After our walk, we set off to Rhossli Bay, which has been voted the #9 best bay in the entire world, and it is much deserved. The bay is immaculate; sandy beaches and limestone cliffs at the base of mountains that we explored for hours. There is an adorable little town at the top of the cliffs where we grabbed some sandwiches before heading down to the beach.
Down on the sand we wandered for a while, taking in the scenery and just enjoying the weather. It was really cool to be down there because not only is there the ocean, but there is the remains of the shipwreck of the Helvetia, which is kind of surreal to see. I don’t really know anything about the ship (and have forgotten what Jan told usabout it) but it’s very strange to think that the pieces of wood sticking out of the sand used to be a massive ship. To leave the beach, we scaled a small incline and climbed a very steep hill that left us out of breath, so we rewarded ourselves with some delicious Welsh ice cream.
The rest of our time in Rhossli was spent exploring the path along the cliffs leading out to Worms Head, a very uniquely shaped landmass so named because it looked like a serpent to the people who discovered it (worms head in their native tongue loosely translates to serpent). We tried to make our way down to climb it but unfortunately didn’t really have enough time; I’ll just have to come back some time to try again.
Our last stop on the tour brought us to a more inland portion of the peninsula to see Arthur’s Rock, a location thought to be a Neolithic burial ground. To get to the rock, we had to walk through a field that just so happened to be the residence of a local herd of wild ponies. It was pretty spectacular to just walk through this herd that remained seemingly unfazed by us.
The rock itself didn’t really stand out that much (I think after you see Stonehenge any rock is just sort of a rock) until John got to telling us about it’s history. Originally it would have been built like a mound that you could go inside of, but it has since collapsed. Historians thought it might be a burial mound, but as no human remains have yet been discovered, they think it may have just been a ‘mead stone,’ or magical rock worshipped by the pagans. Tradition held that visitors would walk up to it, rub their hands together (‘to get the energy flowing’) and touch it with both hands to absorb the magic, so obviously we did the exact same thing.
However, this stone may not have just been for magic. John told us that legend has it that this rock was the rock that housed the legendary sword of Excalibur that could only be removed by King Arthur. Sure enough, on the front of the rock is a slit that would have held the sword. I would have never believed it had that slit not been there. Why else would it be there? I am 100% convinced that we touched the rock that Excalibur was embedded in, absolutely surreal to think about.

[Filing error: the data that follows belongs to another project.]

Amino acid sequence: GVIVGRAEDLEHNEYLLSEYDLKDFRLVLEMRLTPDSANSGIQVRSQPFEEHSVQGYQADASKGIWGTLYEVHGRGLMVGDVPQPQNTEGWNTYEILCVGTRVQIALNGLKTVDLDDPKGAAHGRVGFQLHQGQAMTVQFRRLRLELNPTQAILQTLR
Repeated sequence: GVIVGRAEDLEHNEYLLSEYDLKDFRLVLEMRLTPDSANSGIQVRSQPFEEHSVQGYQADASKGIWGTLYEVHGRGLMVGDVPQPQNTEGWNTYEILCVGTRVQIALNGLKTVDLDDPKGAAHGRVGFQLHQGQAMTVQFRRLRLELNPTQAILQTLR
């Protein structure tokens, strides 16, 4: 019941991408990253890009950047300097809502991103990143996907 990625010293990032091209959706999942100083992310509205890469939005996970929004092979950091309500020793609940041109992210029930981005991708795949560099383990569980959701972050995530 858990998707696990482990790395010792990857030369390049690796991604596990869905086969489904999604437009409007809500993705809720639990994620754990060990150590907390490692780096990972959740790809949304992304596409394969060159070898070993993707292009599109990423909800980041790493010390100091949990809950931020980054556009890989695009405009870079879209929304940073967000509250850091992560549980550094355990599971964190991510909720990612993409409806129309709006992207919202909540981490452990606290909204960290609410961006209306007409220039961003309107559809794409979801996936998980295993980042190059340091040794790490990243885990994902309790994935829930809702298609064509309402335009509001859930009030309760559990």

Unfortunately, our encounter with a legend was also our last stop and we were then on our way back to Cardiff. I had such an incredible experience that I will no doubt be taking another WhereWhenWales tour. It was completely worth the money to see more of the spectacle that is the country of Wales.
While it was by far the highlight, the tour wasn’t my only adventure this week. As a spontaneous last minute decision, I decided to join some friends on a Wednesday afternoon trip to a different Welsh coastline. We hopped on a train after lectures and made our way to Bridgend, where we grabbed a seat on the bus to Porthcawl. Our afternoon was spent exploring another amazing beach. I have a very strong attachment to seeing the ocean, which is ironic seeing as I have a very strong aversion to the sand that so often comes along with it. For the most part this beach was stone (which I absolutely adored) but there was a bit of sandy portions that I tried my hardest to avoid.
I don’t know how I’m going to be able to cope with returning to landlocked Minnesota after falling in love with being by the sea. We may be the land of 10,000 lakes, but it’s just not the same. Just add spectacular ocean views to the list of reasons why Wales is amazing.
This Friday is officially my last day of classes before Easter Break, which is also the beginning of my three-week adventure around Europe. That means very limited time and Internet connectivity. My goal is to get a post up about each location we get to so hopefully I’ll find the time to make it work. They’ll all get up eventually, it’s just a matter of when. So hopefully the next time you here from me I’ll be in *drum roll* Marseille, France!